Just how many of the six women flight cadets training at the Air Force Academy near Hyderabad stand a chance of becoming the country’s first female combat pilots will be clear in a month.
A 16-member board of officers will assemble at the Dundigal-based premier academy in December for a detailed assessment of the flying capabilities of the 125 cadets there, including the women, an IAF source said.
The evaluation will decide who gets to fly warplanes and who is assigned to the less glamorous transport and helicopter streams. Women are taking a shot at becoming fighter pilots after the government approved an IAF plan in October making them eligible to fly warplanes from June 2017, ending a rigid combat exclusion policy and propelling them into the limelight.
“There’s a possibility that all the six women could be assigned to the fighter stream. But there’s an equal chance that only one or two make it,” said a top fighter pilot, familiar with the combat plan for women.
The course began with 140-plus cadets in January 2015 but at least 15 of them, including a woman trainee, failed to make the cut for flying duties, HT has learnt.
“There’s no evidence to suggest a gap in capabilities between male and female trainees. The academy has a syllabus and performance is measured against clearly laid down parameters,” the officer said.
Wastage rate during training usually hovers around 10-15%, and there’s been no departure from the pattern in the current batch, too.
Flight cadets at the AFA train on the Swiss Pilatus PC-7 trainer aircraft for six months, with the syllabus requiring approximately 55 hours of flying training. Those struggling with the curriculum can be given six extra hours to get their act together, but rejection follows four warnings. The six women have cleared this stage and now the trifurcation into fighter, transport and helicopter streams will take place.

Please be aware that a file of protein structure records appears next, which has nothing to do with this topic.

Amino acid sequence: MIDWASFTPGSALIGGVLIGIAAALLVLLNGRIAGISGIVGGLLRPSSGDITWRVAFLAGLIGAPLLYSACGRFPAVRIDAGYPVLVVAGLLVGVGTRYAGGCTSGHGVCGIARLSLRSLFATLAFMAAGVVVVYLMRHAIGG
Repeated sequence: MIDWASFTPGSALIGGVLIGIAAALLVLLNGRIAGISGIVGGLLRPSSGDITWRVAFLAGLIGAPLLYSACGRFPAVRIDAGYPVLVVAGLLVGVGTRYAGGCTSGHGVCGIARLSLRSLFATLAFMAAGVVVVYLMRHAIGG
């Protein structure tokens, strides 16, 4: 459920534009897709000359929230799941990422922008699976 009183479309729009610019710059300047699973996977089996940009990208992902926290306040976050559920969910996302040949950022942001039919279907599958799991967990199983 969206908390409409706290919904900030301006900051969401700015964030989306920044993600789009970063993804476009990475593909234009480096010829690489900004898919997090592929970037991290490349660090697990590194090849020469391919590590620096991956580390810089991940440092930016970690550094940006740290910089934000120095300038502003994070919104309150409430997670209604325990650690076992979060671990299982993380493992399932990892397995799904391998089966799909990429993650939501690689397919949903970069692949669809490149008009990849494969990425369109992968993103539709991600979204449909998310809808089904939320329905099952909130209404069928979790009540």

The cadets selected for the fighter stream, the cream of the batch, will be dispatched to Hakimpet near Hyderabad to train on Kiran Mk-II planes for six months. Those who make the cut will then go to Bidar in Karnataka for the final stage of training for a year on British Hawk advanced jet trainers, before they can fly supersonic warplanes. Wastage can take place at the last stage, too.
The headcount of women in the armed forces is upwards of 3,300, including 1,300 in the air force, but combat roles were off limits to them until the IAF took the lead in crushing internal resistance to grant them equal opportunities.
Warships, tanks and combat positions in infantry are still no-go zones for women, who were allowed to join the armed forces outside the medical stream for the first time in 1992.